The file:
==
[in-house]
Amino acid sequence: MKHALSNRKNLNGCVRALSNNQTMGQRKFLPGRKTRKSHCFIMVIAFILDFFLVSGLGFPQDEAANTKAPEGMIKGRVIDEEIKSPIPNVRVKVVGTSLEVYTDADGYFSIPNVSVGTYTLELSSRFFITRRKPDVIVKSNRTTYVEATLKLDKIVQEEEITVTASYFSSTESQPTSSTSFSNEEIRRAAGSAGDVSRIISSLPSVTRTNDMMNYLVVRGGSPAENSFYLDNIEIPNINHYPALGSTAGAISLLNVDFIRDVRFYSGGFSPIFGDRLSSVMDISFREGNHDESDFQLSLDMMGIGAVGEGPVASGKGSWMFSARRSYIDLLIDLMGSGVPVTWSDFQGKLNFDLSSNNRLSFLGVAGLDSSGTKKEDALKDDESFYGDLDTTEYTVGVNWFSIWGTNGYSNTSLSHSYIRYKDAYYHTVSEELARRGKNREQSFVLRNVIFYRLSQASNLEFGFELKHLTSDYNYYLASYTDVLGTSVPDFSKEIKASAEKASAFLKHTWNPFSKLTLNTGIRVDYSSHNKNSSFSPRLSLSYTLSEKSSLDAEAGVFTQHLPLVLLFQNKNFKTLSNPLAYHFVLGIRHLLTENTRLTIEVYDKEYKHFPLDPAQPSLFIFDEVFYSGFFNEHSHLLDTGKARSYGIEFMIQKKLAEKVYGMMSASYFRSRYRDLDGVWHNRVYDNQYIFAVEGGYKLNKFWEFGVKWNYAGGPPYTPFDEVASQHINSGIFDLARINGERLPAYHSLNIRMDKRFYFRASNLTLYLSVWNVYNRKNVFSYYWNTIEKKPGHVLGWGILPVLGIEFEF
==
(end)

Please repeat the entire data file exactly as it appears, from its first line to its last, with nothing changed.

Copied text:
[in-house]
Amino acid sequence: MKHALSNRKNLNGCVRALSNNQTMGQRKFLPGRKTRKSHCFIMVIAFILDFFLVSGLGFPQDEAANTKAPEGMIKGRVIDEEIKSPIPNVRVKVVGTSLEVYTDADGYFSIPNVSVGTYTLELSSRFFITRRKPDVIVKSNRTTYVEATLKLDKIVQEEEITVTASYFSSTESQPTSSTSFSNEEIRRAAGSAGDVSRIISSLPSVTRTNDMMNYLVVRGGSPAENSFYLDNIEIPNINHYPALGSTAGAISLLNVDFIRDVRFYSGGFSPIFGDRLSSVMDISFREGNHDESDFQLSLDMMGIGAVGEGPVASGKGSWMFSARRSYIDLLIDLMGSGVPVTWSDFQGKLNFDLSSNNRLSFLGVAGLDSSGTKKEDALKDDESFYGDLDTTEYTVGVNWFSIWGTNGYSNTSLSHSYIRYKDAYYHTVSEELARRGKNREQSFVLRNVIFYRLSQASNLEFGFELKHLTSDYNYYLASYTDVLGTSVPDFSKEIKASAEKASAFLKHTWNPFSKLTLNTGIRVDYSSHNKNSSFSPRLSLSYTLSEKSSLDAEAGVFTQHLPLVLLFQNKNFKTLSNPLAYHFVLGIRHLLTENTRLTIEVYDKEYKHFPLDPAQPSLFIFDEVFYSGFFNEHSHLLDTGKARSYGIEFMIQKKLAEKVYGMMSASYFRSRYRDLDGVWHNRVYDNQYIFAVEGGYKLNKFWEFGVKWNYAGGPPYTPFDEVASQHINSGIFDLARINGERLPAYHSLNIRMDKRFYFRASNLTLYLSVWNVYNRKNVFSYYWNTIEKKPGHVLGWGILPVLGIEFEF